Defending. Do you watch the man or the ball?

Eternaloptimist

Well-known member
I’ve never played football (except at school) so would be interested what the amateur players on here think about defending.
I’ve noticed a few times that some defenders will look at the ball when faced with an attacker and them some will look at the player.
Surely looking at the player would be the best option because you can read their body language.
If you are coaching young kids what would the advice be?
 

Lala

Well-known member
I’ve never played either but would just focus on the knees down 🥴
The rest is probably still in your peripheral view anyway with some awareness of it.
 

Hazi

Well-known member
I’ve never played football (except at school) so would be interested what the amateur players on here think about defending.
I’ve noticed a few times that some defenders will look at the ball when faced with an attacker and them some will look at the player.
Surely looking at the player would be the best option because you can read their body language.
If you are coaching young kids what would the advice be?
Always the feet for me
 

tangerine_neil

Well-known member
Logical thing is to allocate a suitable player pre kick off to mark. This would change with subs, and instructions from the touch line or captain. Match physical attributes, eg height & speed. Basically pick a big bloke to mark their big bloke, and then watch the ball.
This zonal marking cràp is absolute nonsense.
 

Mark_GT

Well-known member
I was a big galoot defender mostly, so I'd always pick another big galoot to mark man for man in the hope that he'd be as slow as me 😗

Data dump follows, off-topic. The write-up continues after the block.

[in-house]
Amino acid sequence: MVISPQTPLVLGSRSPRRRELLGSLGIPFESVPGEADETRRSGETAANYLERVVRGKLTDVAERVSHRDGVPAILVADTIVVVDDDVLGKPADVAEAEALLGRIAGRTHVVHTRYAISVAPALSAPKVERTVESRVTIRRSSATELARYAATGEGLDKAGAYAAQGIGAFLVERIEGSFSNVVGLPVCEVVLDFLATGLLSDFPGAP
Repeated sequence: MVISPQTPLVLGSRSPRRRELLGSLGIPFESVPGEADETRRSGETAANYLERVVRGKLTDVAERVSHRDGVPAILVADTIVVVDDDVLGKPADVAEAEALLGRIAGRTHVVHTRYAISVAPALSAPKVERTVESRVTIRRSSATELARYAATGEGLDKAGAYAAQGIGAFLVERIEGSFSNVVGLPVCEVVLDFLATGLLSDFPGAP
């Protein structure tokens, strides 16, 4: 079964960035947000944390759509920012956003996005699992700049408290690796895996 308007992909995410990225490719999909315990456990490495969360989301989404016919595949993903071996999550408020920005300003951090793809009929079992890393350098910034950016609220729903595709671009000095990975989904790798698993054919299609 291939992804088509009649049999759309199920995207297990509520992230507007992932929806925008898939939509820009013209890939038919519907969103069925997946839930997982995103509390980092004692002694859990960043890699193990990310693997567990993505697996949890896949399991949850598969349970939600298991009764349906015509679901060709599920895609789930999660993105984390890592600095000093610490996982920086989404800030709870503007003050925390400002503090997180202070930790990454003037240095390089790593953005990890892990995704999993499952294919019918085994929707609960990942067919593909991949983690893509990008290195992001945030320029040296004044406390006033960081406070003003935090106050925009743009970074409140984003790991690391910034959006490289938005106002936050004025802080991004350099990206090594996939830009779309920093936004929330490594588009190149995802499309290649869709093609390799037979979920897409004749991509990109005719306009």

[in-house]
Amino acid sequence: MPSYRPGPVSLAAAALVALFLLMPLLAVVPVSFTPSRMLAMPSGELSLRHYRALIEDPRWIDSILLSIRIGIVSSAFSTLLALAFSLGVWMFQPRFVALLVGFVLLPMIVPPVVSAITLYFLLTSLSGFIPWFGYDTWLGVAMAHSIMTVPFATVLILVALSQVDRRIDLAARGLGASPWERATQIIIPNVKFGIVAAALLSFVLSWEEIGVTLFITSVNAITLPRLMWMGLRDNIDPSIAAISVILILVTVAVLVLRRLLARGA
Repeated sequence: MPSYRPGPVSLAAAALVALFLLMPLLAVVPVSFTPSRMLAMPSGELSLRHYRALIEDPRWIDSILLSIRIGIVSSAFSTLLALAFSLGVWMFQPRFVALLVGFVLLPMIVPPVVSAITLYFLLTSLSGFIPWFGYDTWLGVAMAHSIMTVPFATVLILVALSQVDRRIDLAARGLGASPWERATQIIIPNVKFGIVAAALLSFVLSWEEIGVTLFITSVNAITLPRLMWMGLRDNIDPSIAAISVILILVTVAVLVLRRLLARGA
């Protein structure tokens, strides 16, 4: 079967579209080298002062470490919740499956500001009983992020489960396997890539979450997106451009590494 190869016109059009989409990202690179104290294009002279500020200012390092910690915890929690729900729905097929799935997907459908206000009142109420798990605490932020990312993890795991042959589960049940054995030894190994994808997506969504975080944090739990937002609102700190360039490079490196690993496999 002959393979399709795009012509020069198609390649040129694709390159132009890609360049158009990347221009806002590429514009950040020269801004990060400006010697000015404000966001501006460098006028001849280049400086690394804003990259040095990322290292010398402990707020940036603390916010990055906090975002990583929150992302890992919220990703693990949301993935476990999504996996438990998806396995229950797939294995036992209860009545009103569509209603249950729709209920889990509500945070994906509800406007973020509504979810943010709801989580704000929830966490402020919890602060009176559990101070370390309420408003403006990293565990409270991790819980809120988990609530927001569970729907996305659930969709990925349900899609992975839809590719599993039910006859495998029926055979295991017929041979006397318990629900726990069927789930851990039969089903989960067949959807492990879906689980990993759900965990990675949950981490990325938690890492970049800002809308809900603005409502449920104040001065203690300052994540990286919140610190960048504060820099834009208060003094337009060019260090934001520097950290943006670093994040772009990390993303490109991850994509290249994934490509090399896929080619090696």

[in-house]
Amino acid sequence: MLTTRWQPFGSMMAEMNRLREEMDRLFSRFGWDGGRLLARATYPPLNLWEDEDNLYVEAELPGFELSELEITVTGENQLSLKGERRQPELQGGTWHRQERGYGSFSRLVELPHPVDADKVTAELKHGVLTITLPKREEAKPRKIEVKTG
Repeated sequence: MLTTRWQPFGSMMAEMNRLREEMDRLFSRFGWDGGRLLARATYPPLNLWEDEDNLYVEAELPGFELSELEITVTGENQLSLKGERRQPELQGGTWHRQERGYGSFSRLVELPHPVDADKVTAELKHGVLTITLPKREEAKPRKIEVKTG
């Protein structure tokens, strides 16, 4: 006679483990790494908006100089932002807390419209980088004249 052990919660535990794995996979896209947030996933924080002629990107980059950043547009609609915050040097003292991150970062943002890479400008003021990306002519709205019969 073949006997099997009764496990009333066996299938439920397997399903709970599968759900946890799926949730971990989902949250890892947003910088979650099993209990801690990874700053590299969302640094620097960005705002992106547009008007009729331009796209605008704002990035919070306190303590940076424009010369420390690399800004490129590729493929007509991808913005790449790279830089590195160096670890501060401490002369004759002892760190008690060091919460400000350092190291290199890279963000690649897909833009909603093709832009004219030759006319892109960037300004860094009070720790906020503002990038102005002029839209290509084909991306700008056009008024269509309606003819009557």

Raging_Bull

Well-known member
The man, the ball never score's the man does!! I always said to defenders watch the man, the ball, the man, the ball, but always mark the man as he will do the scoring.
 

midfield general

Well-known member
You watch the ball, it's possetion of the ball that is important to win games.
It is one of the things of modern football that really annoys me when you see a defender ( marking) a player at a corner or free kick and he's got his back to the ball not even bothered where the ball is going, but he will do everything to stop his opponent getting to the ball rather than trying to win the ball.
 

Kip

Well-known member
You do a bit of both. You need to have an awareness of where your man is but you don't need to put both arms around him to achieve that.

We seem to do the half-half zonal thing where the big guys take a zone and smaller guys man-mark. Trouble with zonal marking is that if the attacking team by-pass the zone then you're struggling like yesterday with Husband/Williams marking Dunk/Webster(?). I don't really like zonal marking. One of the supposed benefits is to be able to attack better from winning the ball but most teams bring everybody back anyway. For me, zonal marking puts an emphasis on having to win the ball rather than just defending it.

But plenty of world-class coaches swear by it so what the hell do I know. We have definitely improved on set piece defending though as the season has progressed.
 

62years&counting

Well-known member
Don't ball watch excessively or exclusively. Stay with your man but be aware of where the ball is and what's going on around you. If your opponent is attacking you with the ball, watch his feet and try to move him away from the danger area / goal.
 
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